Fibroids & Polyps – Hysteroscopic Myomectomy (morcellation)

The causes of abnormal uterine bleeding (prolonged or excessive bleeding, as well as bleeding between periods) vary and commonly include endometrial polyps or uterine fibroids. Endometrial polyps are growths extending from the lining of the inside cavity of the uterus. Polyps can also cause spotting in menopause and in rare cases become cancerous, usually in women over the age of 50. Uterine fibroids (also called myomas or leiomyomas) arise from the muscular wall of the uterus. They vary in size, number, and location. It is estimated that 25% to 50% of women between ages 30 to 50 have fibroids. Fibroids are not typically associated with an increased risk of uterine cancer and almost never develop into cancer. Only fibroids that cause symptoms need to be treated.Fibroids

You don’t have to let abnormal bleeding interfere with your daily activities. While there is no medication to treat polyps and fibroids, there are procedures to remove them. If there are numerous fibroids, large ones, or they are located in the middle or outer portion of the wall of the uterus then either myomectomy (removal of just the fibroids), or hysterectomy (removal of the uterus) is necessary.

However, if these growths project into the uterine cavity then they may be removed with a hysteroscope (the insertion of a small scope through the cervical opening into the uterine cavity). Dilation & Curettage (better known as a D&C) has been shown to miss removal of lesions. Hysteroscopy is the preferred method as it allows visualization and targeted removal: via grasper for small polyps, hot-wire cutting resection loop or morcellation for fibroids. Morcellation uses an instrument inserted through the hysteroscope that rapidly shaves away growths. Since the system does not use heat it minimizes damage to the inner lining of the uterus, which helps preserve the chances of pregnancy in the future. This device also shortens operative time and enhances safety.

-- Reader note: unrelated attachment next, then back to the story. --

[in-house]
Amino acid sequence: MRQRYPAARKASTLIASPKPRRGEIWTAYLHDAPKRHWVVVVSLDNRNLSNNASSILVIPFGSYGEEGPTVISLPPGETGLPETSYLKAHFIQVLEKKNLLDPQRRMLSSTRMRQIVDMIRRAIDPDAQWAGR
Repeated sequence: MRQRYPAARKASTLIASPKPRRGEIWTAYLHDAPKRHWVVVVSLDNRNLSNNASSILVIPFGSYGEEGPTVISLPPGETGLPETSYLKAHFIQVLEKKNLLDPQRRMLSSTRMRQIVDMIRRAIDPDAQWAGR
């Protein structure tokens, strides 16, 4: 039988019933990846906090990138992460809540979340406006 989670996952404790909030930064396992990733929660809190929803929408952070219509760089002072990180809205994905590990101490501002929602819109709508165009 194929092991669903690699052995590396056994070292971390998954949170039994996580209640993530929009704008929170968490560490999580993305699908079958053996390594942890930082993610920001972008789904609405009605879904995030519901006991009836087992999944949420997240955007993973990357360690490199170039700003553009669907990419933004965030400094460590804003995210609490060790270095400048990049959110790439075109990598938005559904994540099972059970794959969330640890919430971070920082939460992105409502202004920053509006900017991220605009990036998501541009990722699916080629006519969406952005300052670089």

Fibroid Removal

Hysteroscopic procedures are performed on an outpatient basis. If you have completed your family then your doctor may give you the option of also having an Endometrial Ablation to further reduce or eliminate your menstrual bleeding. Your doctor will provide specific details regarding postoperative care, but here are basic instructions:

1. You may have bleeding and menstrual-like cramps after the procedure. If so, use pads, not tampons. Heavy bleeding, which is rare, should be reported to your doctor. Ibuprofen or naproxen help relieve cramps.

2. Refrain from sexual intercourse or placing anything into you vagina (including tampons, douches, medication) for 2 weeks after the procedure.

3. You may return to work and light activities a day or two after your procedure. Vigorous activities and exercise may be resumed in one week.

4. Schedule a follow-up appointment 7-14 days after the procedure to discuss the results of your surgery.

This is another example of how Dr. Scott Kramer continues to be leader in advancing minimally invasive surgical techniques for women of the San Francisco Bay Area.

Dr Scott Kramer


Voted One of Northern California’s
Best Gynecologists



Less pain, less cost,
& less recovery time

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